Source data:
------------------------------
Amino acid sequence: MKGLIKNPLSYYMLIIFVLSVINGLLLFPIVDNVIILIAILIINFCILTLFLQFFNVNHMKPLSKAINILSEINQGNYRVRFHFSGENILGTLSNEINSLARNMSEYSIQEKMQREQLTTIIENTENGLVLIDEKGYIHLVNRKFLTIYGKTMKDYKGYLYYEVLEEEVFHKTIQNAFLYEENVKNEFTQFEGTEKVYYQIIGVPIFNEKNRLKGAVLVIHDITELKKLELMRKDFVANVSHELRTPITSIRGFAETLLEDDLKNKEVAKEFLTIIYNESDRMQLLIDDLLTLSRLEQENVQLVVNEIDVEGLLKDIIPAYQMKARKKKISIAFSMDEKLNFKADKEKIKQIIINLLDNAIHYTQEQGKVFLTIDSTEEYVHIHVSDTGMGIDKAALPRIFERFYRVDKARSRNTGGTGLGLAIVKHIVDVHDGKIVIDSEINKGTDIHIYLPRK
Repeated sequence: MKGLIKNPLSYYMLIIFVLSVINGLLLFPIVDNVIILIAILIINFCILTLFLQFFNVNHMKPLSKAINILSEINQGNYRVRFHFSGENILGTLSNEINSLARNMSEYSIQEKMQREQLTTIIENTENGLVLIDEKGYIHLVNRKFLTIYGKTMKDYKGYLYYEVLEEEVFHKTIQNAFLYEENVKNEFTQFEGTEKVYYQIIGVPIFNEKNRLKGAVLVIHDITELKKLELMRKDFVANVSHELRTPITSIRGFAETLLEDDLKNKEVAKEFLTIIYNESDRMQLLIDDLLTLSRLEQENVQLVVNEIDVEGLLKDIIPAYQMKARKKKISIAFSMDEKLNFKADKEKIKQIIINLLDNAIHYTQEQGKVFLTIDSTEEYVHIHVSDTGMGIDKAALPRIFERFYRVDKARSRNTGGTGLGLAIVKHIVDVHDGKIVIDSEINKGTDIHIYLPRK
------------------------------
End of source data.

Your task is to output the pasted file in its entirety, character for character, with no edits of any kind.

Amino acid sequence: MKGLIKNPLSYYMLIIFVLSVINGLLLFPIVDNVIILIAILIINFCILTLFLQFFNVNHMKPLSKAINILSEINQGNYRVRFHFSGENILGTLSNEINSLARNMSEYSIQEKMQREQLTTIIENTENGLVLIDEKGYIHLVNRKFLTIYGKTMKDYKGYLYYEVLEEEVFHKTIQNAFLYEENVKNEFTQFEGTEKVYYQIIGVPIFNEKNRLKGAVLVIHDITELKKLELMRKDFVANVSHELRTPITSIRGFAETLLEDDLKNKEVAKEFLTIIYNESDRMQLLIDDLLTLSRLEQENVQLVVNEIDVEGLLKDIIPAYQMKARKKKISIAFSMDEKLNFKADKEKIKQIIINLLDNAIHYTQEQGKVFLTIDSTEEYVHIHVSDTGMGIDKAALPRIFERFYRVDKARSRNTGGTGLGLAIVKHIVDVHDGKIVIDSEINKGTDIHIYLPRK
Repeated sequence: MKGLIKNPLSYYMLIIFVLSVINGLLLFPIVDNVIILIAILIINFCILTLFLQFFNVNHMKPLSKAINILSEINQGNYRVRFHFSGENILGTLSNEINSLARNMSEYSIQEKMQREQLTTIIENTENGLVLIDEKGYIHLVNRKFLTIYGKTMKDYKGYLYYEVLEEEVFHKTIQNAFLYEENVKNEFTQFEGTEKVYYQIIGVPIFNEKNRLKGAVLVIHDITELKKLELMRKDFVANVSHELRTPITSIRGFAETLLEDDLKNKEVAKEFLTIIYNESDRMQLLIDDLLTLSRLEQENVQLVVNEIDVEGLLKDIIPAYQMKARKKKISIAFSMDEKLNFKADKEKIKQIIINLLDNAIHYTQEQGKVFLTIDSTEEYVHIHVSDTGMGIDKAALPRIFERFYRVDKARSRNTGGTGLGLAIVKHIVDVHDGKIVIDSEINKGTDIHIYLPRK